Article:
Climate And The Fate Of America’s Corn Belt
Written by David Archibald
It is a remarkable thing that the U.K. and Irish parliaments were able to hypnotize themselves and pass climate emergency legislation when the southern half of the planet has not warmed at all in 120 years.
For example, this record of Cape Leeuwin (courtesy of Erl Happ), on the southwest corner of the Australian landmass, shows recent January mean maximum temperature back below the 120-year average:
Figure 1: Cape Leeuwin January Mean Maximum Temperature 1897–2019.
The U.K. and Irish parliaments were able to work themselves up into a lather over climate even though parts of the northern hemisphere set new cold records this last winter.
A spike in food prices due to cold weather might get them to see the world as it really is. What is happening in the Corn Belt this season may be enough to burn through the global warming groupthink.
It has been a very wet and cold start to the 2019 growing season in the Corn Belt, with the consequence that a lot of farmers have not been able to get into their fields to plant.
For example, this graph is from the USDA’s Indiana crop progress report of May 20:
Figure 2: Crop Progress, Corn in Indiana May 20, 2019.
In a normal year, most of the crop would be planted by now. It will now be delayed by a month if it does get planted.
Unplanted corn and soybean acreage are at a 40-year high:
Figure 3: Unplanted Corn and Soybean Acres after Week 20.
Projections of likely corn production from here rely upon near perfect conditions for the rest of the season.
But as a return to 19th-century level solar activity will mean a return to 19th-century growing conditions, then the other end of the growing season will be shortened as well.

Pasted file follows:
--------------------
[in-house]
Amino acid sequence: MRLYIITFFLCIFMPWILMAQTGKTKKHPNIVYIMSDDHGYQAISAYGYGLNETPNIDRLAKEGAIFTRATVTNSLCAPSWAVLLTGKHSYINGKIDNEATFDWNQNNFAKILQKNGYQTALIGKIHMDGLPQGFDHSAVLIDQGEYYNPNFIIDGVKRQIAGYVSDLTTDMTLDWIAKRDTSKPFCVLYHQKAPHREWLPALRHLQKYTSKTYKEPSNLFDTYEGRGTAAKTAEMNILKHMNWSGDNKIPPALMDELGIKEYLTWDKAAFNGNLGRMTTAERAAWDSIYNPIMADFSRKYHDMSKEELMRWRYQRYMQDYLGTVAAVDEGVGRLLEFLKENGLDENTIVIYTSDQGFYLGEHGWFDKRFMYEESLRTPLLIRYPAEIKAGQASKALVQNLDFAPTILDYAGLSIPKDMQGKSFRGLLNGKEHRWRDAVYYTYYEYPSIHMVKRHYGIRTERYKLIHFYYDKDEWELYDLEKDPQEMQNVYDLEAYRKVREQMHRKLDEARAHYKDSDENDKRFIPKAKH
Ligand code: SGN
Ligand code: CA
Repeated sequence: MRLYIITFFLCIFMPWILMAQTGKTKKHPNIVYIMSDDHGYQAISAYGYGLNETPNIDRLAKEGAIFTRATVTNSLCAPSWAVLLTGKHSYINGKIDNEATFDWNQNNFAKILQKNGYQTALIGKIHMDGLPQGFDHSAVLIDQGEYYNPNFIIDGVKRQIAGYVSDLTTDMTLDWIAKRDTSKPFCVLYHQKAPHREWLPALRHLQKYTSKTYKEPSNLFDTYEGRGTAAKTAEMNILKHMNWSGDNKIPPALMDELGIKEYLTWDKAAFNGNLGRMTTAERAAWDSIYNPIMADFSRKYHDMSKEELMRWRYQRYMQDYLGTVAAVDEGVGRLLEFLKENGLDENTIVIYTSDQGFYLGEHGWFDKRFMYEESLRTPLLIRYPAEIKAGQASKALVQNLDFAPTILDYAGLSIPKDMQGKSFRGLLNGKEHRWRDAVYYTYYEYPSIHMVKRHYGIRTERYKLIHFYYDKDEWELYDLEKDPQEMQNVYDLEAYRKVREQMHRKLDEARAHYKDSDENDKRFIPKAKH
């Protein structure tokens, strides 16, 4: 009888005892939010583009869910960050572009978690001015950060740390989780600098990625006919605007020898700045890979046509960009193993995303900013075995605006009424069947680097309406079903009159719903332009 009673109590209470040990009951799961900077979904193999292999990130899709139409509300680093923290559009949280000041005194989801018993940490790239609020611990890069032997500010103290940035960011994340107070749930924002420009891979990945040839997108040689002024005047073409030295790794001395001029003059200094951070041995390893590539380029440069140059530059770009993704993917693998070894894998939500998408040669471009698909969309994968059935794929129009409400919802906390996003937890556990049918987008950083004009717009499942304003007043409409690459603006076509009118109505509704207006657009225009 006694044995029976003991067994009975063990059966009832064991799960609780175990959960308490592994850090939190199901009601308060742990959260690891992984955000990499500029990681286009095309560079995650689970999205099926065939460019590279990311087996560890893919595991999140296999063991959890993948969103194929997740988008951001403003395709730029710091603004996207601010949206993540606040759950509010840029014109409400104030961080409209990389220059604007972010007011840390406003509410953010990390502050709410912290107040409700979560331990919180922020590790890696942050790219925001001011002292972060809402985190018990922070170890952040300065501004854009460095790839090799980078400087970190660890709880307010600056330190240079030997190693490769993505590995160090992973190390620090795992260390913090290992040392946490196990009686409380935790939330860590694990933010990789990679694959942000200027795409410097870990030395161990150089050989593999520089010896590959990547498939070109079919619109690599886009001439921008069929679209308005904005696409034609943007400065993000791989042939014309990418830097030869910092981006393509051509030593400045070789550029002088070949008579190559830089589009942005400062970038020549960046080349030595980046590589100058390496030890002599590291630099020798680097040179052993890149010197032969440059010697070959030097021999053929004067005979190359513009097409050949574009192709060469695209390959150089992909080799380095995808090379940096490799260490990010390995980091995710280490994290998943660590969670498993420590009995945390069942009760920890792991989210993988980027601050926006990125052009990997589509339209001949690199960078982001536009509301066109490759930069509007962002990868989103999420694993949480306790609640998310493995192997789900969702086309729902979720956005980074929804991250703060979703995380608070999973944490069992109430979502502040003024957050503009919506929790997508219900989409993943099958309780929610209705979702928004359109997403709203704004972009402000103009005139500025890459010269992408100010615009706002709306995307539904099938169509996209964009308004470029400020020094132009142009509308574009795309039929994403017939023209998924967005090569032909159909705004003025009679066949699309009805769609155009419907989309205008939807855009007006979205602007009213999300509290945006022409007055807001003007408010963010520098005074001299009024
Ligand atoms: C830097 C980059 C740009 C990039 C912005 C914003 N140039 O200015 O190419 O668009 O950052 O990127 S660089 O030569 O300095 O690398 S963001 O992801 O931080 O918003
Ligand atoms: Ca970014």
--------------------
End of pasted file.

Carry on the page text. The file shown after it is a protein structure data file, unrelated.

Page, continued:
Seed-producers have tuned their product to the longer and warmer growing conditions of the second half of the 20th century, with corn that requires 2,500 growing degree days (GDD) to reach maturity.
If the season looks as if it is going to be short, then farmers might switch to early maturity corn. Another alternative is to switch to soybeans.
For 2019, there is “is not enough early maturity seed corn for everyone nor enough seed beans available to switch.”
Figure 4: Whitestown, Indiana Cumulative GDD for 1901–1910 and 2001–2010.
Figure 4 shows the difference between growing conditions last decade in red and the beginning of the 20th century in blue. Each of the blue and red lines is an individual year.
Growing conditions last decade were warmer, longer, and safer than a century before. The dashed black line shows the GDD for a corn crop planted on May 27 with the GDD trajectory of early 20th-century heat profile.
The chance of a crop being killed off by an early frost before maturity is not insignificant now.
Corn as a source of food for humans in the U.S. has a buffer in the 30% of the crop that goes to the ethanol mandate.
The focus on climate may also go from being a way to thrash the economy with carbon taxes to its impact on food prices. The biblical “years of lean” may be upon us.
David Archibald is the author of American Gripen: The Solution to the F-35 Nightmare.
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